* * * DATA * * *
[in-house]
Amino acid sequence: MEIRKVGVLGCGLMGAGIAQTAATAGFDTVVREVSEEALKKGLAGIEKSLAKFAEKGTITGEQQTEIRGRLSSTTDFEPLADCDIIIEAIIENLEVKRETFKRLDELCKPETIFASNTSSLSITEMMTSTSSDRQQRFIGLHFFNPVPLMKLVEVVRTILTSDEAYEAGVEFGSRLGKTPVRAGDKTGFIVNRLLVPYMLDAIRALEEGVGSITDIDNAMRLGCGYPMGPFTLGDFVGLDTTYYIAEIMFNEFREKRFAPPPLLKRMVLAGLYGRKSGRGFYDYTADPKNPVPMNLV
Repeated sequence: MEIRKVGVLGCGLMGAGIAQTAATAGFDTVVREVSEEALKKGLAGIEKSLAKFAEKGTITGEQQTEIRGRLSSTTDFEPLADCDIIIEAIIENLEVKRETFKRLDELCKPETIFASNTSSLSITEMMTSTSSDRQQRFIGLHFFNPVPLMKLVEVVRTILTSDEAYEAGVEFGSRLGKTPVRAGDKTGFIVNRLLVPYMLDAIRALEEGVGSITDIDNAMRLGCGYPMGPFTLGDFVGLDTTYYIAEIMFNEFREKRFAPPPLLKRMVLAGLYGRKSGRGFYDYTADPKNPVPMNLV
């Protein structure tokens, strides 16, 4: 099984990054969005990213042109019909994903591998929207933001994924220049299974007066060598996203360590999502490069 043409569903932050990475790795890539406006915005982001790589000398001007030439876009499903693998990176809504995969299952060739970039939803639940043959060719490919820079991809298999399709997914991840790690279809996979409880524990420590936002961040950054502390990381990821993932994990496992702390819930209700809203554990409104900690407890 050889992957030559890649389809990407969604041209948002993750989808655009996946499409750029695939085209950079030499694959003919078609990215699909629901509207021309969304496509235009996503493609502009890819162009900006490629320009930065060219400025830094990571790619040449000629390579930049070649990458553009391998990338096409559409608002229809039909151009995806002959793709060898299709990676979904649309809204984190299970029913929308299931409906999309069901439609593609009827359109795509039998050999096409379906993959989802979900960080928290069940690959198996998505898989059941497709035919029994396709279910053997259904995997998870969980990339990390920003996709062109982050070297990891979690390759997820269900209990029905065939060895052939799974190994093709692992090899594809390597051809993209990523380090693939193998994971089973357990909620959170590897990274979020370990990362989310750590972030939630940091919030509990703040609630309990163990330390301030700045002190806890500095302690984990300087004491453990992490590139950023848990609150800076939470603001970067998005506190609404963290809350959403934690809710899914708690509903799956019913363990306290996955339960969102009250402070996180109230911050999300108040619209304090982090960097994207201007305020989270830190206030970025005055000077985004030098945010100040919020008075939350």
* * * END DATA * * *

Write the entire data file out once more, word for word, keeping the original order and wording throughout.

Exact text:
[in-house]
Amino acid sequence: MEIRKVGVLGCGLMGAGIAQTAATAGFDTVVREVSEEALKKGLAGIEKSLAKFAEKGTITGEQQTEIRGRLSSTTDFEPLADCDIIIEAIIENLEVKRETFKRLDELCKPETIFASNTSSLSITEMMTSTSSDRQQRFIGLHFFNPVPLMKLVEVVRTILTSDEAYEAGVEFGSRLGKTPVRAGDKTGFIVNRLLVPYMLDAIRALEEGVGSITDIDNAMRLGCGYPMGPFTLGDFVGLDTTYYIAEIMFNEFREKRFAPPPLLKRMVLAGLYGRKSGRGFYDYTADPKNPVPMNLV
Repeated sequence: MEIRKVGVLGCGLMGAGIAQTAATAGFDTVVREVSEEALKKGLAGIEKSLAKFAEKGTITGEQQTEIRGRLSSTTDFEPLADCDIIIEAIIENLEVKRETFKRLDELCKPETIFASNTSSLSITEMMTSTSSDRQQRFIGLHFFNPVPLMKLVEVVRTILTSDEAYEAGVEFGSRLGKTPVRAGDKTGFIVNRLLVPYMLDAIRALEEGVGSITDIDNAMRLGCGYPMGPFTLGDFVGLDTTYYIAEIMFNEFREKRFAPPPLLKRMVLAGLYGRKSGRGFYDYTADPKNPVPMNLV
């Protein structure tokens, strides 16, 4: 099984990054969005990213042109019909994903591998929207933001994924220049299974007066060598996203360590999502490069 043409569903932050990475790795890539406006915005982001790589000398001007030439876009499903693998990176809504995969299952060739970039939803639940043959060719490919820079991809298999399709997914991840790690279809996979409880524990420590936002961040950054502390990381990821993932994990496992702390819930209700809203554990409104900690407890 050889992957030559890649389809990407969604041209948002993750989808655009996946499409750029695939085209950079030499694959003919078609990215699909629901509207021309969304496509235009996503493609502009890819162009900006490629320009930065060219400025830094990571790619040449000629390579930049070649990458553009391998990338096409559409608002229809039909151009995806002959793709060898299709990676979904649309809204984190299970029913929308299931409906999309069901439609593609009827359109795509039998050999096409379906993959989802979900960080928290069940690959198996998505898989059941497709035919029994396709279910053997259904995997998870969980990339990390920003996709062109982050070297990891979690390759997820269900209990029905065939060895052939799974190994093709692992090899594809390597051809993209990523380090693939193998994971089973357990909620959170590897990274979020370990990362989310750590972030939630940091919030509990703040609630309990163990330390301030700045002190806890500095302690984990300087004491453990992490590139950023848990609150800076939470603001970067998005506190609404963290809350959403934690809710899914708690509903799956019913363990306290996955339960969102009250402070996180109230911050999300108040619209304090982090960097994207201007305020989270830190206030970025005055000077985004030098945010100040919020008075939350």